Expressions in the WHERE clause for a partial index are also added to terms for analyzing. Thus, the INDEX option is a convenient shortcut as the user does not need to list all terms explicitly.

The above statements are equivalent to the following since each index only has a single index key, and there is no WHERE clause for either index referenced:

Analyzing all indexes

To go one step further, you can use the INDEX ALL option for an UPDATE STATISTICS/ANALYZE statement, which considers all available indexes defined on the collection and are in an online state. For example:

While other options allow you to specify either a bucket name or a collection name, the INDEX ALL option is only valid for a collection. Specifying INDEX ALL with a bucket name will return an error.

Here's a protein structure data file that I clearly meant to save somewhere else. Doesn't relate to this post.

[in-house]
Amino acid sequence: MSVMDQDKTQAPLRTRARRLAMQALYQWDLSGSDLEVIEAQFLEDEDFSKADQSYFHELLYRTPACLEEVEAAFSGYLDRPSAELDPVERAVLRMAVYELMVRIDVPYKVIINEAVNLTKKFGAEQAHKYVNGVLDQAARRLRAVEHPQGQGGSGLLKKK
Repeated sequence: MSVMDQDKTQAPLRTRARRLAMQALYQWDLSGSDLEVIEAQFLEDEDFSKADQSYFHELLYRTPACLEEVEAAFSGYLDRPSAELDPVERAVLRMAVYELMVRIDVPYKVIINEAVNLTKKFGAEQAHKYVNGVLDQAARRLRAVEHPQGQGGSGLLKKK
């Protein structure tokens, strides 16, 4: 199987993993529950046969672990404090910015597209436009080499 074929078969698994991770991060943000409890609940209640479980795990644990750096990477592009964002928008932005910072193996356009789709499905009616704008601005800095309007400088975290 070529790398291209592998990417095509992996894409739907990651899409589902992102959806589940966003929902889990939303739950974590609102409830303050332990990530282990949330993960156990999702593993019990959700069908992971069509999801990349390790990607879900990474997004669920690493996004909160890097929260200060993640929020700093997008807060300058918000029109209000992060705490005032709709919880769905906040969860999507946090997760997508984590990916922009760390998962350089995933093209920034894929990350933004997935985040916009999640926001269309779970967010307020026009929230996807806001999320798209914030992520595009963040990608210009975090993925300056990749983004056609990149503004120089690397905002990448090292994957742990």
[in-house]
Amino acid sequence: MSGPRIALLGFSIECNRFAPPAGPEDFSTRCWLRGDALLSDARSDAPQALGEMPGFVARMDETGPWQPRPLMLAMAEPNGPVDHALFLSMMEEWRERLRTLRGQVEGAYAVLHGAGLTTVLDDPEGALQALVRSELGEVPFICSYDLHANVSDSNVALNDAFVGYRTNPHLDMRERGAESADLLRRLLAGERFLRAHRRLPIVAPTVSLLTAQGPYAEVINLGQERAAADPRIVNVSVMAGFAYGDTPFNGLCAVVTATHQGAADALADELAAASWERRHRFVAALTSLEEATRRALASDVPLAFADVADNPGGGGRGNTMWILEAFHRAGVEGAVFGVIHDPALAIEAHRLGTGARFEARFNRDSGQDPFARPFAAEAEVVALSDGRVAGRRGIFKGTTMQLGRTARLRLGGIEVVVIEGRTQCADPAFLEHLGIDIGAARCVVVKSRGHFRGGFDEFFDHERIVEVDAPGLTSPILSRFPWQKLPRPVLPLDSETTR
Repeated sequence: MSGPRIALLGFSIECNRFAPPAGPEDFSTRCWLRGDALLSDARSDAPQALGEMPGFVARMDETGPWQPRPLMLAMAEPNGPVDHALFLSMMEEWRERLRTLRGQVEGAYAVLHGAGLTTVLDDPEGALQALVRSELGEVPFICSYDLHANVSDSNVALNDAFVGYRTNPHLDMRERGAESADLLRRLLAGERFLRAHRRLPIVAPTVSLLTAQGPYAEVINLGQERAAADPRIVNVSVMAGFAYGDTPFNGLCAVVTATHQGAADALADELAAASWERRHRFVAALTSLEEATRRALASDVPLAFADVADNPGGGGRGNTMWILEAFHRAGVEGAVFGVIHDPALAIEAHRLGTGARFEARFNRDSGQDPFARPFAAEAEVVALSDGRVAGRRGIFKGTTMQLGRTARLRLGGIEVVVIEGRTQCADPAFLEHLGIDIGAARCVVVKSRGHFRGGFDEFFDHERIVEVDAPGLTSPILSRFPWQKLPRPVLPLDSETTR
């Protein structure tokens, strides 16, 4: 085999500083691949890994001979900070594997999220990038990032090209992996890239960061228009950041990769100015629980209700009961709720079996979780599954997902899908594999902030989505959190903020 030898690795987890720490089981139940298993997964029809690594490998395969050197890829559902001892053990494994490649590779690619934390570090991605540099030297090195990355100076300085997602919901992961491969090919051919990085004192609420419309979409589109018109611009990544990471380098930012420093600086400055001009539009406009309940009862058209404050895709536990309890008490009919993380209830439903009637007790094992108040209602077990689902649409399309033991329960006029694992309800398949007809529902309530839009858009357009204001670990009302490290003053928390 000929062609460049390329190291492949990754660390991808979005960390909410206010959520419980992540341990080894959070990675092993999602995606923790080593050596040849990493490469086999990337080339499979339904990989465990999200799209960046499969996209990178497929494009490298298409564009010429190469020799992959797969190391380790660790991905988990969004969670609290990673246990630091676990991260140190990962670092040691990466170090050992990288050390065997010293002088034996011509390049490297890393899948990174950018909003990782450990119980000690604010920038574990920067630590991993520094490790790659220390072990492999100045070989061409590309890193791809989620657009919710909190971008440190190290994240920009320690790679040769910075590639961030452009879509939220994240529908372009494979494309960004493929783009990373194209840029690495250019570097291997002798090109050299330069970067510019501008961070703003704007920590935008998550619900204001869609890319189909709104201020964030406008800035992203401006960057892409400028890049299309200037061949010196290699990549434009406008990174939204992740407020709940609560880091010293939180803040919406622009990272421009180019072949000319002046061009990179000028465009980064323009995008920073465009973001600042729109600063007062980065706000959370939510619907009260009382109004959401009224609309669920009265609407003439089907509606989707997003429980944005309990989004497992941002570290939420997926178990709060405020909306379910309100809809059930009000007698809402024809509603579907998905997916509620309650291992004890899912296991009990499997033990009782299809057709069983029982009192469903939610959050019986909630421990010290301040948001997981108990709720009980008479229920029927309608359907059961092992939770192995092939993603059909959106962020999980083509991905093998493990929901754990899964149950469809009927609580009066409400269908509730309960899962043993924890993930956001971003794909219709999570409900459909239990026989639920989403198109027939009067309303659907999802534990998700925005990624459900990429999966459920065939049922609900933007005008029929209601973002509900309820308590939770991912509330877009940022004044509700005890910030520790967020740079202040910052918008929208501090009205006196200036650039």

Index residency

Analyzing also updates optimizer statistics for relevant indexes. When a list of terms is specified, the applicable index list is constructed by checking for index keys that reference any terms in the list. Relevant index lists are deduced from the indexes when the INDEX or INDEX ALL option is used.

Optimizer statistics for an index can only be gathered when the index is at least partially memory-resident. The optimizer statistics are gathered from the memory-resident portion of an index. A higher memory-resident ratio produces more accurate optimizer statistics for that index.

If an index has a memory-resident ratio of zero, then the following warnings are returned by the optimization statement:

Optional WITH clause

Similar to the CREATE INDEX statement, you can also specify an optional WITH clause to add options for statistics analysis. For example:

The following options are currently supported in the WITH clause of an UPDATE STATISTICS/ANALYZE statement: resolution, sample_size, batch_size, update_statistics_timeout. Each one is covered below.

The resolution option